Christianity in Evolution

An Exploration
Georgetown University Press
  • erschienen am 1. August 2011
  • Buch
  • |
  • Softcover
  • |
  • 208 Seiten
978-1-58901-769-6 (ISBN)
Evolution has provided a new understanding of reality, with revolutionary consequences for Christianity. In an evolutionary perspective the incarnation involved God entering the evolving human species to help it imitate the trinitarian altruism in whose image it was created and counter its tendency to self-absorption. Primarily, however, the evolutionary achievement of Jesus was to confront and overcome death in an act of cosmic significance, ushering humanity into the culminating stage of its evolutionary destiny, the full sharing of God's inner life. Previously such doctrines as original sin, the fall, sacrifice, and atonement stemmed from viewing death as the penalty for sin and are shown not only to have serious difficulties in themselves, but also to emerge from a Jewish culture preoccupied with sin and sacrifice that could not otherwise account for death. The death of Jesus on the cross is now seen as saving humanity, not from sin, but from individual extinction and meaninglessness. Death is now seen as a normal process that affect all living things and the religious doctrines connected with explaining it in humans are no longer required or justified.
Similar evolutionary implications are explored affecting other subjects of Christian belief, including the Church, the Eucharist, priesthood, and moral behavior.
  • Englisch
  • Washington, DC
  • |
  • USA
  • Für Beruf und Forschung
  • |
  • US School Grade: College Graduate Student and over
  • Broschur/Paperback
  • Höhe: 216 mm
  • |
  • Breite: 140 mm
  • 295 gr
978-1-58901-769-6 (9781589017696)

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Jack Mahoney is emeritus professor of moral and social theology in the University of London and a former principal of Heythrop College, University of London. He is the author of several books, including The Making of Moral Theology: A Study of the Roman Catholic Tradition.
Introduction1. Accepting EvolutionCatholic Responses to EvolutionEvolution and Christian EthicsOther Theological Responses to EvolutionTheological Implications of Evolution 2. Evolution, Altruism, and the Image of GodUnderstanding the Image of GodThe Evolutionary Challenge of AltruismImaging the Divine AltruismA Theology of Altruism 3. The Evolutionary Achievement of JesusSaving Humanity from DeathDispensing with Original SinFinding a New ExplanationBaffling Death 4. Incarnation without the FallWhat if Adam Had Not Sinned?Christ as Lord of Creation "For Our Salvation" What Kind of God?A Poor Alternative 5. Seeking a New ParadigmProcess Theology and Kenotic Theology Accepting the UnavoidableMoral Evils and Human Freedom6. The Church and the Eucharist in EvolutionWho Shall Be Saved?The Evolving Church"Through Christ Our Lord"The Eucharist in Evolution The Evolutionary Community 7. Theology in EvolutionEvolutionary Impact on Other Traditional BeliefsEvolutionary Ethics"Development of Doctrine"?Demythologizing DeathSaving Sacrifice?Straining FaithSumming Up BibliographyIndexes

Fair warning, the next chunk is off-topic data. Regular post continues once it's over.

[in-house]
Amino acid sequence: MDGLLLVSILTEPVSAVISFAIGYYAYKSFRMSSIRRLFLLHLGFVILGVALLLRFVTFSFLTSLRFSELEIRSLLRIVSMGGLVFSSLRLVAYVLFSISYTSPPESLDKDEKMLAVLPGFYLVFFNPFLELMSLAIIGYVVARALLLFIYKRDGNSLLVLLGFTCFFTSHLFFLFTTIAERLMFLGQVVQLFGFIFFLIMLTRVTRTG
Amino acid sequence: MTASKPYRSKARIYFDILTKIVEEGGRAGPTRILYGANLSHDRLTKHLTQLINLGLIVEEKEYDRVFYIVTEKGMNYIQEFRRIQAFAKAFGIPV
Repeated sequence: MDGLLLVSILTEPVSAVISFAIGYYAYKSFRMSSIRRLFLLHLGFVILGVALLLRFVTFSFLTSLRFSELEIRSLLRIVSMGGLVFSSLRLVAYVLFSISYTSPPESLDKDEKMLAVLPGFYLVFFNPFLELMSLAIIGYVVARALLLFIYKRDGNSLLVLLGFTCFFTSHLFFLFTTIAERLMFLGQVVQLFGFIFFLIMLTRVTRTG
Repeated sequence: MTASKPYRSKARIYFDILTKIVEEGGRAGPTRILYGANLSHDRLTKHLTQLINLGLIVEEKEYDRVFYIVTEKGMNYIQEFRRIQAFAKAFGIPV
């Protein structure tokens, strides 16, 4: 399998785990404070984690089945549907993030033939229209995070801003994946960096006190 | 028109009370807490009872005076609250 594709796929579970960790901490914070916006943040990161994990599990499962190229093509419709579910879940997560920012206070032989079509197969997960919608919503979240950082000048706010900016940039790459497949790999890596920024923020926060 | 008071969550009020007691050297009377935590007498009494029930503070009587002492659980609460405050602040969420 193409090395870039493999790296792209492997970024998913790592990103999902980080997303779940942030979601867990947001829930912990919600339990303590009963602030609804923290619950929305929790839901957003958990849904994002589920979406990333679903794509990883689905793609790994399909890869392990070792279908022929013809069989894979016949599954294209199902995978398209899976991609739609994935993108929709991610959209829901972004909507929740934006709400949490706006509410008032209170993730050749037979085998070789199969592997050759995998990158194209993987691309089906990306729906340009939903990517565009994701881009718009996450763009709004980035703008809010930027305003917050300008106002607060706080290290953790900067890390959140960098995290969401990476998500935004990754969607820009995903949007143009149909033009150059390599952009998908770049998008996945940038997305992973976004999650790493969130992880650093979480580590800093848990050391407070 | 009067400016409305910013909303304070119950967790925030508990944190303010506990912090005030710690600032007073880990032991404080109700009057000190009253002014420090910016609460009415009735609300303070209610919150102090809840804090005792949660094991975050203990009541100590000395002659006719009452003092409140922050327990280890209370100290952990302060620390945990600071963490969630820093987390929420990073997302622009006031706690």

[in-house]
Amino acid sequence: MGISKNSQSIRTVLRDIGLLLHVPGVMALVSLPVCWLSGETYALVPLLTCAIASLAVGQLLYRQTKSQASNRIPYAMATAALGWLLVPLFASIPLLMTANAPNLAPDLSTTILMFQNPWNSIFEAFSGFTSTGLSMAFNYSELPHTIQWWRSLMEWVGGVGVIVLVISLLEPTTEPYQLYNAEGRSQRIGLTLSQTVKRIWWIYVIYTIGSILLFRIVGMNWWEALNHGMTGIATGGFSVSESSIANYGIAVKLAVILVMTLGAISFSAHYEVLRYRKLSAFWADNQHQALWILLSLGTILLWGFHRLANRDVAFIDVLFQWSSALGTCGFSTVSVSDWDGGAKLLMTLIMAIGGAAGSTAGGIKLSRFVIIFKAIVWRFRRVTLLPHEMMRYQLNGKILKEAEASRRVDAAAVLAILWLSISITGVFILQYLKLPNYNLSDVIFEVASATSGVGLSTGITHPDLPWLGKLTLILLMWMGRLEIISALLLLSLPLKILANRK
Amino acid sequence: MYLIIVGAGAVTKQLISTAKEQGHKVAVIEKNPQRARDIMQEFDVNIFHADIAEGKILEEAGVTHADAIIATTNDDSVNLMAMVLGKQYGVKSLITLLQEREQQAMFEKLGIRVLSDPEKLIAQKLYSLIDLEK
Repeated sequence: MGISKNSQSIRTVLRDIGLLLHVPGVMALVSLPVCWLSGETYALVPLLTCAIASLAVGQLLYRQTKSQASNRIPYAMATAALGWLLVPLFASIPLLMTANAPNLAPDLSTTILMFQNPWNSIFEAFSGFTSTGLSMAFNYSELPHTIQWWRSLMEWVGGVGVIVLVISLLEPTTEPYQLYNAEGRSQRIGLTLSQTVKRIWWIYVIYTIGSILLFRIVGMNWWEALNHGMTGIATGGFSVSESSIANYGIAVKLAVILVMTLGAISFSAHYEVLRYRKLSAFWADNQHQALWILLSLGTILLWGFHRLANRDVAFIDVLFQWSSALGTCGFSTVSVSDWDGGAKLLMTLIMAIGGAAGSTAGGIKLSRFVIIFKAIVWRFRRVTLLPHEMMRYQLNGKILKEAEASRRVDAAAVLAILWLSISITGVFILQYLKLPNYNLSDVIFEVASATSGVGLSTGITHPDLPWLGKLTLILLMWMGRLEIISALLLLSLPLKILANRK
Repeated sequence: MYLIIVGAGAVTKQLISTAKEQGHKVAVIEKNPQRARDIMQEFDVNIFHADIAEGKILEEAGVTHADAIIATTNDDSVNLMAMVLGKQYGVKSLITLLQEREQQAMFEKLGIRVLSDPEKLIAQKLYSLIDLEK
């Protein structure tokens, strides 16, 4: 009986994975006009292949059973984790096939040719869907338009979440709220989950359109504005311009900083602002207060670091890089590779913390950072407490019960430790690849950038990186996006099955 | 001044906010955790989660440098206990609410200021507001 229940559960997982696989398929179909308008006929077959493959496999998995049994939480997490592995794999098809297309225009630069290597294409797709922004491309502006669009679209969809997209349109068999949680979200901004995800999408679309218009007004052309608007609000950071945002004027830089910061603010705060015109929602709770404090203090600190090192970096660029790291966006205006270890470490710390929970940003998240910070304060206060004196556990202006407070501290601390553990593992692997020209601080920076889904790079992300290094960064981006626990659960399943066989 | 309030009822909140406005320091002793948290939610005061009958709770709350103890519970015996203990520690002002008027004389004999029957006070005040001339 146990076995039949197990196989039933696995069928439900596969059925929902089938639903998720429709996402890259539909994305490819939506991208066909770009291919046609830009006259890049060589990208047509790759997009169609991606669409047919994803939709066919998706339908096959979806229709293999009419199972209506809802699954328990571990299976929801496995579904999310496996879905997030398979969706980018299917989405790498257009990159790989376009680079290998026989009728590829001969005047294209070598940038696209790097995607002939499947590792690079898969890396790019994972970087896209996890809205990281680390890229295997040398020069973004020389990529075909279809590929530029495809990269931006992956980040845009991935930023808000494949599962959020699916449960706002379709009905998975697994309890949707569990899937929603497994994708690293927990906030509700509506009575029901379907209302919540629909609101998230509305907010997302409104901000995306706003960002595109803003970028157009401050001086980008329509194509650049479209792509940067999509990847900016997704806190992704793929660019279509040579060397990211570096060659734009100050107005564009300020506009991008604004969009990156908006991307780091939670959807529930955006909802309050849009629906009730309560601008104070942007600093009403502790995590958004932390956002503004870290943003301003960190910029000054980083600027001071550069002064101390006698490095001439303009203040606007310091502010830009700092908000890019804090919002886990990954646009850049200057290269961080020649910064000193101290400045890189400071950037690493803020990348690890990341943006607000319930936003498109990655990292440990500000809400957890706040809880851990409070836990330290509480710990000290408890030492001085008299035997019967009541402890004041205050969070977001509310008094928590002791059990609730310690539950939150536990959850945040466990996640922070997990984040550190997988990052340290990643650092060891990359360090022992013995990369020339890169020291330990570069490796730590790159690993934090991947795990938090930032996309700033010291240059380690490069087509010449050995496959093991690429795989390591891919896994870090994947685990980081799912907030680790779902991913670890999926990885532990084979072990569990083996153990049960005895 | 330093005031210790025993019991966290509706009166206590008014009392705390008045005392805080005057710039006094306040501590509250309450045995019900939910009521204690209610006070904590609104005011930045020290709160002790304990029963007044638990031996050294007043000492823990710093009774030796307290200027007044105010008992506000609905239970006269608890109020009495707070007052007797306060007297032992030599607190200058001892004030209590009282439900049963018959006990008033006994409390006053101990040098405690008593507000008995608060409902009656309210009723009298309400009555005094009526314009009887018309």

Conversing with theology from the patristic to the modern age, Mahoney's book is sure to be debated in the classroom as an alternative voice in contemporary theology. Choice The kind of project that Mahoney pursues is desperately needed in theology. Let us hope that the discussion his book is likely to produce generates further detailed reflection on these pressing questions. Reviews in Religion and Theology Offers real challenges to contemporary theology, above all in demanding that theology address evolution honestly and full on. WORSHIP MAGAZINE There is much here to admire, and some sections-Mahoney's discussion of altruism; his critique of other evolutionary theologies-provide invaluable discussions. Mahoney raises again the question of how far it is necessary, or advisable, to reconstruct our theology in the light of modern science, but his work also raises questions as to how far science can aid this project. Mahoney's passion for his work, however, is evident, which makes Christianity in Evolution a stimulating, if sometimes infuriating, read. THEOLOGY A stimulating exploration, and one well worth adding to the Wish List for readers interested in the religion/science debates. Forbes It requires commitment and stamina, but those who summon up these qualities will be richly rewarded. For it shows, for once, Christianity looking forward in partnership with the modern world of science, rather than holding itself aloof and apart in a time warp. -- Peter Stanford The Independent UK

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